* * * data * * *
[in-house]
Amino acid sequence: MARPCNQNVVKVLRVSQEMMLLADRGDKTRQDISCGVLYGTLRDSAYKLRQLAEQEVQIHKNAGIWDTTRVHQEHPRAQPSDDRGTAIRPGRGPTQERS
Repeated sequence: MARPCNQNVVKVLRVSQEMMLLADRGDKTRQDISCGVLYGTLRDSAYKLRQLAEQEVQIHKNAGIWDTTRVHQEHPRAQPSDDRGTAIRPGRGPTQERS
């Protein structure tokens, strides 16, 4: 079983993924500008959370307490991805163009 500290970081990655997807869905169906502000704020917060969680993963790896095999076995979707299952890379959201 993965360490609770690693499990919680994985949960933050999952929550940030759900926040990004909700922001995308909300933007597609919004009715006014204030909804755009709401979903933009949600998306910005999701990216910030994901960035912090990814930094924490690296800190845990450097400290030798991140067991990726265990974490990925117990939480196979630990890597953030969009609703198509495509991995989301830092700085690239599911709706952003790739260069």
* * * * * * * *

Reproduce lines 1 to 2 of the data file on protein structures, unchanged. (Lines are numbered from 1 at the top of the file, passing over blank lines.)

[in-house]
Amino acid sequence: MARPCNQNVVKVLRVSQEMMLLADRGDKTRQDISCGVLYGTLRDSAYKLRQLAEQEVQIHKNAGIWDTTRVHQEHPRAQPSDDRGTAIRPGRGPTQERS